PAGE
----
Because WordPress is an open-source platform, you can use it in a variety of ways. If you’re new to coding or you still haven’t learned much about it, you can still create a WordPress site, or even run different tests to see how things work. The steps to building a basic site are simple:

Choose your theme using WordPress layouts and templates. These are great for beginners and can make any site look professional from the start.

Add pages to your site once you’ve created a theme. Customize your site by exploring the settings. Utilize the thousands of plugins offered by WordPress to make your site unique. Everything from events plugins to SEO options can bring your website to life and allow it to rank higher in the search engines.

When you’re just starting out on WordPress, it’s a good idea to focus on the basics. This is especially true if you’re unfamiliar with coding/PHP and you’re trying to learn the ropes while putting something great together for a client.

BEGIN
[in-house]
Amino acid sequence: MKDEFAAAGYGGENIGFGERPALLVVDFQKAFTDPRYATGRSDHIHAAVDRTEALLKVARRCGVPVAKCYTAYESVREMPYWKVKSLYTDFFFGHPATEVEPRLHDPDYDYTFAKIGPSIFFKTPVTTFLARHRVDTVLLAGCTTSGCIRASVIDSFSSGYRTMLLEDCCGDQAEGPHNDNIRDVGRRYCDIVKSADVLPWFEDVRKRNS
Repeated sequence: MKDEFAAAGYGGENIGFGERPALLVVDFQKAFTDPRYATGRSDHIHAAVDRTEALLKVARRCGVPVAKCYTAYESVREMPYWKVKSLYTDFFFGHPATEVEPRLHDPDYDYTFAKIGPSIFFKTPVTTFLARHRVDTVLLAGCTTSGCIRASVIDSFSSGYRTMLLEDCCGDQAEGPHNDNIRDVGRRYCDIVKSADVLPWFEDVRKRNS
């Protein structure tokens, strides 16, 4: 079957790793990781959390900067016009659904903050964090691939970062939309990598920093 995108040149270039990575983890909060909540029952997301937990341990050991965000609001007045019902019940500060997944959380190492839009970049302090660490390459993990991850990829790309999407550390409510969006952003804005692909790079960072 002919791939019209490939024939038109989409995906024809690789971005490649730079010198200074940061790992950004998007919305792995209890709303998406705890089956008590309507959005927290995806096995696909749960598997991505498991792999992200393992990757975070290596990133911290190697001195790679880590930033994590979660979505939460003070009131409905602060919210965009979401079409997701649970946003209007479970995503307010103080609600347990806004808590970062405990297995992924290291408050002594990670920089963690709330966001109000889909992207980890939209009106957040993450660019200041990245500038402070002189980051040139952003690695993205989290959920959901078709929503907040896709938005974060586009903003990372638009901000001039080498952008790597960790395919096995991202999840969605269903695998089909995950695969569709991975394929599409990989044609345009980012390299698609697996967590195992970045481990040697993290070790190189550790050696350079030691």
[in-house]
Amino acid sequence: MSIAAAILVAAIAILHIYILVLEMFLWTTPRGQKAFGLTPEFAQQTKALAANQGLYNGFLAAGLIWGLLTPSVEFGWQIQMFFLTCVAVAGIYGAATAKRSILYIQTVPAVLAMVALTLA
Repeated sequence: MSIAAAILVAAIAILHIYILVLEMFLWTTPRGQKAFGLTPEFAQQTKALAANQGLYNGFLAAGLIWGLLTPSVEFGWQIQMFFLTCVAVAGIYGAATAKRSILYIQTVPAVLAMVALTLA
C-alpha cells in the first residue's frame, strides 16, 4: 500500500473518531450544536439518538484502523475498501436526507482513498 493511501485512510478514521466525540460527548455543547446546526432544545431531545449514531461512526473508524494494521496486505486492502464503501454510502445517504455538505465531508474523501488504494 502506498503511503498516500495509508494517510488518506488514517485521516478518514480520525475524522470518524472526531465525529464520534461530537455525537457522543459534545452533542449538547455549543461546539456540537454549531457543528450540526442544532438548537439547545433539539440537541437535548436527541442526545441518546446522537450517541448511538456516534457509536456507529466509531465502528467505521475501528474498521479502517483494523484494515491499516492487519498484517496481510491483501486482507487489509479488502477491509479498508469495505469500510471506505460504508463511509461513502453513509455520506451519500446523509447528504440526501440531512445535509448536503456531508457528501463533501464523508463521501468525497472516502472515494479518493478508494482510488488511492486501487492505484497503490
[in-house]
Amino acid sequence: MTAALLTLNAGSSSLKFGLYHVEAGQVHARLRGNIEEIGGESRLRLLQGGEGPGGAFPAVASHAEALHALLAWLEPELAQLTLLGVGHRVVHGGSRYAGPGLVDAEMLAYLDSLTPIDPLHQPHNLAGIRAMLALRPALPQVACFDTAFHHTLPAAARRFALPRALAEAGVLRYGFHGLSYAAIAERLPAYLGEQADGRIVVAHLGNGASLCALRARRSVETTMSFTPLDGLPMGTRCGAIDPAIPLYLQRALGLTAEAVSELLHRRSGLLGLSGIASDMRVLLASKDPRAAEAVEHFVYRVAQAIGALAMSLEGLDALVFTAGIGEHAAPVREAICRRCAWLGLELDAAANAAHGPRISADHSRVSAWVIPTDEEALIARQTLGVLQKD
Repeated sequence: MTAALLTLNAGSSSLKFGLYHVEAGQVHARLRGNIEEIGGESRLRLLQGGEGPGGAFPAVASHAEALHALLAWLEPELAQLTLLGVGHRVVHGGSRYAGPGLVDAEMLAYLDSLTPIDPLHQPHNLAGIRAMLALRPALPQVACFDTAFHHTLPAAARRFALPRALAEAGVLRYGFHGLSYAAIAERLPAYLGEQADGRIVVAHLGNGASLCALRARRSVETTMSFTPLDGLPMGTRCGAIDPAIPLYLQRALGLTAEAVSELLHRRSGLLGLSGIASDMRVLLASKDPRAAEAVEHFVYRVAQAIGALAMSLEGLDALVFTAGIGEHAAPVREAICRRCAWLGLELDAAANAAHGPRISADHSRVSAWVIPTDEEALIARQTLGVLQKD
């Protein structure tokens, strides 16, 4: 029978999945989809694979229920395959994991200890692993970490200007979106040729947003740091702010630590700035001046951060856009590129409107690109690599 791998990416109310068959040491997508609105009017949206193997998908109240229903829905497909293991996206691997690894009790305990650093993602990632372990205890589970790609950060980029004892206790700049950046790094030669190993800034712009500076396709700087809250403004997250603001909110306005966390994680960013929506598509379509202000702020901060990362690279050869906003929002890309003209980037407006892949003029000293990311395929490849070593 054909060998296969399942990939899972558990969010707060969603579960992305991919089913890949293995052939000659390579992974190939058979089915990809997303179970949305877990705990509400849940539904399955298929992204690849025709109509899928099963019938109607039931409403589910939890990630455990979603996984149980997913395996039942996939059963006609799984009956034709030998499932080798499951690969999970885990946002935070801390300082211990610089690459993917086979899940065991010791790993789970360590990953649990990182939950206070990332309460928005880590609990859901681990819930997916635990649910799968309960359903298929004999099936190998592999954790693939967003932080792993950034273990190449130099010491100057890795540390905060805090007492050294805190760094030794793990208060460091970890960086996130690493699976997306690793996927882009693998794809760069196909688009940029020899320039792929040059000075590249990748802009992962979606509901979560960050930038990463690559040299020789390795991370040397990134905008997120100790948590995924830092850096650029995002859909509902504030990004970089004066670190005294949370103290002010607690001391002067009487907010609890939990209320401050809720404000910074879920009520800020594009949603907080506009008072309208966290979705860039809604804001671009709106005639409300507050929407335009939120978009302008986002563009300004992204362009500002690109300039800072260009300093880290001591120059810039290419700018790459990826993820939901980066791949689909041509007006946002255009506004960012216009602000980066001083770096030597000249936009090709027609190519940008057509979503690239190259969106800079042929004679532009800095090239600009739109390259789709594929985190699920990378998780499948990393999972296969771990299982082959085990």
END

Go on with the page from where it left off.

While, as stated above, there are other platforms available for creating your website, WordPress is the most popular for a reason. If you want to be a web designer that can “do it all,” start with WordPress. Eventually, you can explore other platforms and they’ll undoubtedly be easier for you to use once you’ve mastered the ins and outs of WordPress.

Where Can You Learn the Basics?

Because WordPress is so popular, there are plenty of free resources online that can help you to learn the basics, and even learn a bit of coding that can help you to stand out among your competitors. With that being said, you don’t have to take any formal classes or have a specific degree to be a web designer. Some businesses might prefer that, but it’s becoming less of a necessity as so many other web design educational opportunities become available.

Most WordPress courses online will teach you everything from basi development to how to use and install plugins properly. If you’re really trying to get taken seriously as a web designer, you will take the time to learn as much as possible about the platform and how to use it.